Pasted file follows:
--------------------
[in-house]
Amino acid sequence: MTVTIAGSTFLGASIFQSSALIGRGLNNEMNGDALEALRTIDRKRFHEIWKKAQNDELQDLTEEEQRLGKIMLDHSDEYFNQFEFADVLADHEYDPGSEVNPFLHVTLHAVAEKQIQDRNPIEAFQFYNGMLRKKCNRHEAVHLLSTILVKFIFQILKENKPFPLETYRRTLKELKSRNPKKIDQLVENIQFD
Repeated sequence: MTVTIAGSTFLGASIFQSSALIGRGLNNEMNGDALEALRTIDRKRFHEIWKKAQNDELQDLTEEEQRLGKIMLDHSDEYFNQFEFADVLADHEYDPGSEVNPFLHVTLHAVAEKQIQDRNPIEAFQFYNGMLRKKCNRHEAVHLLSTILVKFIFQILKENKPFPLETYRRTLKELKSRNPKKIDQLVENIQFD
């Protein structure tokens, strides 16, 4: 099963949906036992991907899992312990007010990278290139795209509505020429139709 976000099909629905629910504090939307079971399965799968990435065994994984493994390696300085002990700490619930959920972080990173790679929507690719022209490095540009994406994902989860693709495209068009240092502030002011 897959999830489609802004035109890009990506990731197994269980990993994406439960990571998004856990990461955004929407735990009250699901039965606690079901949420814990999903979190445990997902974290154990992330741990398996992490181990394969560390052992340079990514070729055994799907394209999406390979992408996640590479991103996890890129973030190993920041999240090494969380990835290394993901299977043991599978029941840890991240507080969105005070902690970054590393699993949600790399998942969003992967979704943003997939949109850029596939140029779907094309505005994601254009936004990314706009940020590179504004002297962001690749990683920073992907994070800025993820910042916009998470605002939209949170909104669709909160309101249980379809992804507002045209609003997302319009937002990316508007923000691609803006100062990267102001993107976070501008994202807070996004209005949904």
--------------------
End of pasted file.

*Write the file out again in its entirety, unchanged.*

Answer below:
[in-house]
Amino acid sequence: MTVTIAGSTFLGASIFQSSALIGRGLNNEMNGDALEALRTIDRKRFHEIWKKAQNDELQDLTEEEQRLGKIMLDHSDEYFNQFEFADVLADHEYDPGSEVNPFLHVTLHAVAEKQIQDRNPIEAFQFYNGMLRKKCNRHEAVHLLSTILVKFIFQILKENKPFPLETYRRTLKELKSRNPKKIDQLVENIQFD
Repeated sequence: MTVTIAGSTFLGASIFQSSALIGRGLNNEMNGDALEALRTIDRKRFHEIWKKAQNDELQDLTEEEQRLGKIMLDHSDEYFNQFEFADVLADHEYDPGSEVNPFLHVTLHAVAEKQIQDRNPIEAFQFYNGMLRKKCNRHEAVHLLSTILVKFIFQILKENKPFPLETYRRTLKELKSRNPKKIDQLVENIQFD
């Protein structure tokens, strides 16, 4: 099963949906036992991907899992312990007010990278290139795209509505020429139709 976000099909629905629910504090939307079971399965799968990435065994994984493994390696300085002990700490619930959920972080990173790679929507690719022209490095540009994406994902989860693709495209068009240092502030002011 897959999830489609802004035109890009990506990731197994269980990993994406439960990571998004856990990461955004929407735990009250699901039965606690079901949420814990999903979190445990997902974290154990992330741990398996992490181990394969560390052992340079990514070729055994799907394209999406390979992408996640590479991103996890890129973030190993920041999240090494969380990835290394993901299977043991599978029941840890991240507080969105005070902690970054590393699993949600790399998942969003992967979704943003997939949109850029596939140029779907094309505005994601254009936004990314706009940020590179504004002297962001690749990683920073992907994070800025993820910042916009998470605002939209949170909104669709909160309101249980379809992804507002045209609003997302319009937002990316508007923000691609803006100062990267102001993107976070501008994202807070996004209005949904």